Arguments against WG from a universal anthropological standpoint always fail to convince its partisans because WG is itself conceived from such a standpoint. Thus the response to the claim that a given institution is the historical realization of an originary human potentiality is that the institution is illegitimate because it has strayed from the moral model. In this perspective the institution’s function, economic in the broadest sense of embodying a mode of social exchange, is subordinated to the originary function of all social institutions: the deferral of violence through representation, the moral end that trumps all practical ends. It is implicit in WG that the study of institutions be critical, not merely adjectivally but substantively; the sole legitimate discourse about institutions is the deconstruction of the discourses that function to hide their immorality. Despite the obscurity that characteristically attends such analyses, there is nothing inherently complex about this procedure. Indeed, the most effective implementation of deconstruction has been in the radically simplified–because overtly political–form of Edward Said’s epoch-making Orientalism, which denies the objectivity of “orientalist” discourses a priori on the basis of their provenance in the hegemonic West.
By bringing everything back to an originary moral utopia–whose utopian nature reflects the refusal to see it as an origin–postmodern victimary thought gives itself what it fancies to be an unimpeachable anthropological basis, albeit at the price of assimilating the entire course of human history to its “fulfillment” in the Holocaust. Yet it would be a mistake to characterize WG as impractical. The absolute nature of its view of historical firstness as a falling-away from a timeless moment of perfect symmetry guarantees that its negotiating position cannot be compromised by any action within the political marketplace. The sole cure for WG is to be, as they say, mugged by reality.
GA’s understanding of the functionality of religion cannot be implemented as a practical scheme. Insofar as it remains committed to the scientific credo of minimalism, theoretical anthropology cannot become a religion; there is no parsimonious myth of origin. For GA to be a substitute for religion, it would have to present the originary scene not as a minimal hypothesis but as a fact our descent from which we could celebrate as a community. What GA can affirm is that there is no epistemological justification for rejecting religious belief-systems on the basis of their non-minimalism. The cosmological claims of these systems, even when true, are not meant to establish empirical verities. As Durkheim said a century ago, the object of the affirmations of religion is not the object-world but the human world.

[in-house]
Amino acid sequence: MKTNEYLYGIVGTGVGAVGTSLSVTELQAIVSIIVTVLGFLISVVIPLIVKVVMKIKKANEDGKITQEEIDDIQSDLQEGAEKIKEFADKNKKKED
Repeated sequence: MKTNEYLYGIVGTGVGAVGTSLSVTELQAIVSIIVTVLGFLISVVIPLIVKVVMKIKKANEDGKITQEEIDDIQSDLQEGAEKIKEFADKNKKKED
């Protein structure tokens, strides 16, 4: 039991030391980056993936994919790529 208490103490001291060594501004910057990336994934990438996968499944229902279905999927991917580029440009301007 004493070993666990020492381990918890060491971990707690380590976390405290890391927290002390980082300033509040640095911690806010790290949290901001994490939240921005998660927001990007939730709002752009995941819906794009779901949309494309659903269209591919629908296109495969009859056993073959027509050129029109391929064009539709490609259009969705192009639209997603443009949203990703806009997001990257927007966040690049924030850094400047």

It is no accident that throughout the West only traditional religious morality, notably as embodied in conservative American Christianity, has been able consistently to stand up against WG. Religious morality interprets the originary deferral of violence for the benefit of a virtual human community that, because it exists in history, must take history into account as something other than a moral catastrophe. This is true for even the most “other-worldly” religions, including virtually all Christian sects. In contrast, the moral minimalism of WG is centered on affirming the subject’s purity in dissociation from the hegemonic forces of his own civilization, irrespective of the moral worth, or lack of same, of the civilization’s “victims,” as witness Western feminism’s remarkable lack of outrage at the grossly unequal status of women in traditional societies. “Subaltern” cultures have a right to their own history that the dominant West must renounce.
The victimary belief-system relies on the moral model for its critique of reality while ignoring morality’s anthropological function of preserving the human community. In contrast, the religious narratives that supplement our minimal conception of the originary event and its consequences serve to guarantee a given community’s claim to be the sole legitimate heir of the originary deferral of violence by analogy with that of the first user of the sign. When religion links a given community with humanity as the bearer of transcendence, Heidegger’s shepherd of Being, the link goes beyond the human-in-general to affirm the firstness of this community, however its limits be defined. In the West, the Jews’ status as the “chosen people” has attracted the envy of the faithful of the other “Abrahamic” religions, but every religion claims for its community the ancestry of the first human to convert his appropriative gesture into a sign.